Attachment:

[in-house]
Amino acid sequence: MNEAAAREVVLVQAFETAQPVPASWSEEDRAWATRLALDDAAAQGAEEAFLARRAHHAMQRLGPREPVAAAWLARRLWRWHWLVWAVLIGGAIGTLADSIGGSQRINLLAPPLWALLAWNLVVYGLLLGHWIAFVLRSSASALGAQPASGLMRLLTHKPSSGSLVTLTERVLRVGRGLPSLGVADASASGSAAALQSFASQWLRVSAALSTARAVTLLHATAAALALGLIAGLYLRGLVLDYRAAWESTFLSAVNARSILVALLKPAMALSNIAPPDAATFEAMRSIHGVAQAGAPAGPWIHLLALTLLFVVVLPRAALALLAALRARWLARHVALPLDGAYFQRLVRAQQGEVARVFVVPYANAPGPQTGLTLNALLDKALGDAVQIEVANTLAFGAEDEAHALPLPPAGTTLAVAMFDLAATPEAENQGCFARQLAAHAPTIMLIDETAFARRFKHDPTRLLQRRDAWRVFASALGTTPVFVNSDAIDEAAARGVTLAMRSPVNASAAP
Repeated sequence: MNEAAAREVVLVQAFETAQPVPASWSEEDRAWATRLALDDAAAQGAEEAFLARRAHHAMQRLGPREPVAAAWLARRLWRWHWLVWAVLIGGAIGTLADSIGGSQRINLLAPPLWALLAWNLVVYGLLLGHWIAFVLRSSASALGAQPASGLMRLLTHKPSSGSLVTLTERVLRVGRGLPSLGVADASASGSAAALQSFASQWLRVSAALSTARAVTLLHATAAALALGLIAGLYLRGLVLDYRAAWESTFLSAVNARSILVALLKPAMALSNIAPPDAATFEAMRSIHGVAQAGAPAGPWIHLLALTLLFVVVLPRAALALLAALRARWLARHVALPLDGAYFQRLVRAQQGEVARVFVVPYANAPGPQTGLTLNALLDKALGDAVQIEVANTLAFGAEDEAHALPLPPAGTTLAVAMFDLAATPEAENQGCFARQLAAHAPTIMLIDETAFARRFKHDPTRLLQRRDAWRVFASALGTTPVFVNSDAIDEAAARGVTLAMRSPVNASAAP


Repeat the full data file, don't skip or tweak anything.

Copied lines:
[in-house]
Amino acid sequence: MNEAAAREVVLVQAFETAQPVPASWSEEDRAWATRLALDDAAAQGAEEAFLARRAHHAMQRLGPREPVAAAWLARRLWRWHWLVWAVLIGGAIGTLADSIGGSQRINLLAPPLWALLAWNLVVYGLLLGHWIAFVLRSSASALGAQPASGLMRLLTHKPSSGSLVTLTERVLRVGRGLPSLGVADASASGSAAALQSFASQWLRVSAALSTARAVTLLHATAAALALGLIAGLYLRGLVLDYRAAWESTFLSAVNARSILVALLKPAMALSNIAPPDAATFEAMRSIHGVAQAGAPAGPWIHLLALTLLFVVVLPRAALALLAALRARWLARHVALPLDGAYFQRLVRAQQGEVARVFVVPYANAPGPQTGLTLNALLDKALGDAVQIEVANTLAFGAEDEAHALPLPPAGTTLAVAMFDLAATPEAENQGCFARQLAAHAPTIMLIDETAFARRFKHDPTRLLQRRDAWRVFASALGTTPVFVNSDAIDEAAARGVTLAMRSPVNASAAP
Repeated sequence: MNEAAAREVVLVQAFETAQPVPASWSEEDRAWATRLALDDAAAQGAEEAFLARRAHHAMQRLGPREPVAAAWLARRLWRWHWLVWAVLIGGAIGTLADSIGGSQRINLLAPPLWALLAWNLVVYGLLLGHWIAFVLRSSASALGAQPASGLMRLLTHKPSSGSLVTLTERVLRVGRGLPSLGVADASASGSAAALQSFASQWLRVSAALSTARAVTLLHATAAALALGLIAGLYLRGLVLDYRAAWESTFLSAVNARSILVALLKPAMALSNIAPPDAATFEAMRSIHGVAQAGAPAGPWIHLLALTLLFVVVLPRAALALLAALRARWLARHVALPLDGAYFQRLVRAQQGEVARVFVVPYANAPGPQTGLTLNALLDKALGDAVQIEVANTLAFGAEDEAHALPLPPAGTTLAVAMFDLAATPEAENQGCFARQLAAHAPTIMLIDETAFARRFKHDPTRLLQRRDAWRVFASALGTTPVFVNSDAIDEAAARGVTLAMRSPVNASAAP